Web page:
Monday, July 16, 2018

Our revels now are ended... for a while

And now the carnival is over... the 2018 Frome Festival enjoyed sunny days and warm evenings throughout and ECOS amphitheatre packed for Illyria Theatre's visit on the final night. The Merchant of Venice is considered one of the bard's 'problem' plays for its unmitigated antisemiticism, and some productions now present Shylock's crazed revenge demand of 'a pound of flesh' from his principle tormenter with more sympathy, but this gloating Shylock was a boo-hiss villain, allowing Antonio to emerge an untarnished hero. Director Oliver Gray always aims to stay close to Shakespeare's intentions, and the elements of fate and chance are emphasised in this complex tale of fortune and misfortunes. The best part, as always, was the clever way the tiny cast created every character with rapid costume-change and a few other tricks - I was particularly impressed by the mercurial personality shifts of Beau Jeavons-White whether merchant or wench.
Moving backwards, as you can in a review, the focus was on words throughout Sunday:  During the morning Frome Writers Collective hosted an interesting panel discussion with crime writers David Lassman, Nikki Copleston and Sandy Osbourne responding to audience questions on their genre and writing generally.
The library was also the venue for the Frome Short Story Contest finale, with a prize-giving ceremony for the winners and keynote speech frome writer Rosie Jackson who stepped in to replace indisposed judge Margaret Graham and provide appraisals for the winners and remind us 'We need stories that will anchor us in real human values.' First prize winner Julie Evans read her story The Artist's Last Model, inspired by Manet's famous painting of A Bar at the Folies Bergère. Prizes were also presented for the winning stories written in shops and cafes on the opening day of the festival, when the 'Writers in Residence' had four hours to invent and complete a tale inspired by the line 'Everything must have a beginning'...  (The FWC page  has more details on results, with names and photos.)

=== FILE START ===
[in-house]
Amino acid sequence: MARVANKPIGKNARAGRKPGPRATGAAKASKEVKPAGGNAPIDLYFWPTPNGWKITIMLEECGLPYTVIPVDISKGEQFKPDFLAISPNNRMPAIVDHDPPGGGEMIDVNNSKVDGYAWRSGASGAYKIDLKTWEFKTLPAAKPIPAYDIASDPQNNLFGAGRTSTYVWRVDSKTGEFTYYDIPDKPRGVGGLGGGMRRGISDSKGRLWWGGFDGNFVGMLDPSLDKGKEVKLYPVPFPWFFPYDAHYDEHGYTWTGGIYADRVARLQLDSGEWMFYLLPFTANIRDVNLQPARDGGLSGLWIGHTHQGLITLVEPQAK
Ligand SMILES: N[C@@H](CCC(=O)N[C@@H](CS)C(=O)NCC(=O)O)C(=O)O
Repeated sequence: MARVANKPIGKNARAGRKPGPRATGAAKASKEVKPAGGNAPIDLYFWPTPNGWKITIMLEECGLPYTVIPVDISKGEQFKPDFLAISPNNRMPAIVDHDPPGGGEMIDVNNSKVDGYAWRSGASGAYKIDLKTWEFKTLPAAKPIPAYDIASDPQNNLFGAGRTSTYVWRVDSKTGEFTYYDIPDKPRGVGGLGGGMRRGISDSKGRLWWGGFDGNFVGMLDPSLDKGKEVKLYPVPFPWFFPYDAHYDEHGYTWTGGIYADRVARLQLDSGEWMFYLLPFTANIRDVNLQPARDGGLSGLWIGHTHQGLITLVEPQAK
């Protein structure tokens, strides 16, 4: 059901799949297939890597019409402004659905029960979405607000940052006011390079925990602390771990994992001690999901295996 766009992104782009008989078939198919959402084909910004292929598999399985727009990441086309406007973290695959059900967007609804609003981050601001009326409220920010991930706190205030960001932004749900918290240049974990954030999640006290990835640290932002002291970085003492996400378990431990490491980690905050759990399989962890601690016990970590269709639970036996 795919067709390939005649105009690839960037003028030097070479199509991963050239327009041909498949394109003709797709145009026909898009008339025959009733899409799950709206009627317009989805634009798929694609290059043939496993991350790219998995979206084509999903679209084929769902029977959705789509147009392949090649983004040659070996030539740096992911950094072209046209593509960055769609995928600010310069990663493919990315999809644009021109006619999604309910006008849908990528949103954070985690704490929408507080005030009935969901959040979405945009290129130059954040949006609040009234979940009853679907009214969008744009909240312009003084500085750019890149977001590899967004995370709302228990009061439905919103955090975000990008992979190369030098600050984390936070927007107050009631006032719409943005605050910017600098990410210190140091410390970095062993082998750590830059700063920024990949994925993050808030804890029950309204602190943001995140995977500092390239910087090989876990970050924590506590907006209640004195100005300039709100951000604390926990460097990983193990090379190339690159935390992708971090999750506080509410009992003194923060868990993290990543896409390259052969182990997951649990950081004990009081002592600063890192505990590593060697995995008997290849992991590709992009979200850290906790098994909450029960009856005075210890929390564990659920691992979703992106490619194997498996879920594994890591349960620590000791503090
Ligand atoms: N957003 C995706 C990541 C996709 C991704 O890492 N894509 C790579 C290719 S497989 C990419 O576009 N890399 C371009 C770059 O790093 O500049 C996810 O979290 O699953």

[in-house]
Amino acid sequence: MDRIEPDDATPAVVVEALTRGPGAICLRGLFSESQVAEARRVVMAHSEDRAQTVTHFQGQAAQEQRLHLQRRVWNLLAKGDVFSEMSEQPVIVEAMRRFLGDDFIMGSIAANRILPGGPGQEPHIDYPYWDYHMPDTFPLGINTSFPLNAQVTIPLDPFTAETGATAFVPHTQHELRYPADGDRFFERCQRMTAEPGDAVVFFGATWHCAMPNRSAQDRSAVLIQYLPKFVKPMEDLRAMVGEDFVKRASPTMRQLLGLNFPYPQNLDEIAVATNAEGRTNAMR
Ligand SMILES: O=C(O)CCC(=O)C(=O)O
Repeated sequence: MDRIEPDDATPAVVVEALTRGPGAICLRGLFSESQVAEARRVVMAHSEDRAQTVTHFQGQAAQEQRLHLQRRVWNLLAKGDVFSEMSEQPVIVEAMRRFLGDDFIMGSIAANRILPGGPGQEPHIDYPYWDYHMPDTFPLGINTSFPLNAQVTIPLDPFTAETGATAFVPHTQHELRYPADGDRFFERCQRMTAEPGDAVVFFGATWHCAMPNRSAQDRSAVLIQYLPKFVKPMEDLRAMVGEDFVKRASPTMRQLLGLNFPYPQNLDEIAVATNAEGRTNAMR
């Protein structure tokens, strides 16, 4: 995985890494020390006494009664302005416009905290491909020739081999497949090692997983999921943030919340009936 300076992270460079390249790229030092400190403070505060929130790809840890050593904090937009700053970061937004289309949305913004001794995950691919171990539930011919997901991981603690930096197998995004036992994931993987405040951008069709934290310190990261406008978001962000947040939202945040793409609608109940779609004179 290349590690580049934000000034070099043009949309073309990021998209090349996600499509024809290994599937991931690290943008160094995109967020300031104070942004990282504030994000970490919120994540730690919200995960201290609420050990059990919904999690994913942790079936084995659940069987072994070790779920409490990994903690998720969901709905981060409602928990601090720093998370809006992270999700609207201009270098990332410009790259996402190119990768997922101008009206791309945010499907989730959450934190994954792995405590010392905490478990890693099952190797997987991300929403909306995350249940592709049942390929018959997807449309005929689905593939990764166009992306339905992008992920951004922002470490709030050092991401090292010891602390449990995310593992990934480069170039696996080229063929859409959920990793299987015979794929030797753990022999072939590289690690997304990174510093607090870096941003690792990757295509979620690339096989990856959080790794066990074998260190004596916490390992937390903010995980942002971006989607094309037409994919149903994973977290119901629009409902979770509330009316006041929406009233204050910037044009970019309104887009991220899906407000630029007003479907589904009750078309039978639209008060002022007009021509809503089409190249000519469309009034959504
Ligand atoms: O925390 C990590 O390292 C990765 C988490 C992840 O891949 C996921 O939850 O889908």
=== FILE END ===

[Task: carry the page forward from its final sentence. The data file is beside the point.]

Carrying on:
This was also the day of the Frome Half Marathon, so applauding contestants hurtling past the Boyle Cross became a fun filling in the sandwich of these two events.  Runners were near the finish once they reached the town centre, and widely scattered after 13 miles of hills under a scorching sun.  Results aren't out yet but here's one of those only-in-Frome moments as a couple of gypsy traps shared the car-free road with the runners.
Saturday night the Cornerhouse became a crowded dance floor for Flash Harry, one of Frome's favourite bands and a terrific way to end a day spent wandering around Mells reciting the words of war poets: In the footsteps of Siegfried Sassoon was the event name and I was privileged to partipate along with Martin Bax and John Payne, who devised a script of 18 poems for our nine stops on a really lovely circular walk around the lanes and footpaths of this atmospheric little village, from the war memorial to the poet's grave.
Words of women poets were included too: my favourite of these, I think, was this one by Sara Teasdale: ‘There will come soft rains:’
There will come soft rains and the smell of the ground, 
And swallows calling with their shimmering sound 
And frogs in the pools singing at night, 
And wild-plum trees in tremulous white; 
Robins will wear their feathery fire 
Whistling their whims on a low fence-wire; 
nd not one will know of the war, not one 
Will care at last when it is done. 
Not one would mind, neither bird nor tree,
 If mankind perished utterly; 
And Spring herself, she she woke at dawn 
Would scarcely notice that we were gone.

(Thanks Mike Grenville for the image)

And now we've arrived back to Friday, where in Bristol there was a new show at Wardrobe Theatre,always a delight to visit: For Parlour Games they're teamed up with Sharp Teeth Theatre ;to create a historical romp with a serious undertone.  Set in 1848 when democratic revolutions were springing up all over Europe, on a stage that puts all its trust in audience imagination, Victoria and Albert have fled to their Isle of Wight hideout to avoid Chartist protest in the capital. The queen (6 ft 3 Peter Baker) is petulant, belligerent, demanding and imperious. Her perky moustachioed spouse Prince Albert (Lucy Horrington) prances around her with magic tricks and parlour games in attempt to calm her as they cavort the scary night away. The glue that holds this absurd situation together is provided by the piano-playing servant. Like all Wardrobe productions, it’s ridiculous, clever, and very very funny, but there’s real poignancy in the unexpected darker moments: Victoria remembering her lonely childhood, Albert knowing from boyhood he must marry his powerful cousin and forever be her lesser. Even sharper is the resonance with democracy’s continuing struggle against the wealthy and privileged. Watching this play on the day thousands of protesters had made their way to London - my  brother was one of them and I'd spent the day tracking his images - it was poignant to realise that protest prevails with the powerful no more now than when the Year of Revolution ended in failure, repression & disillusion.

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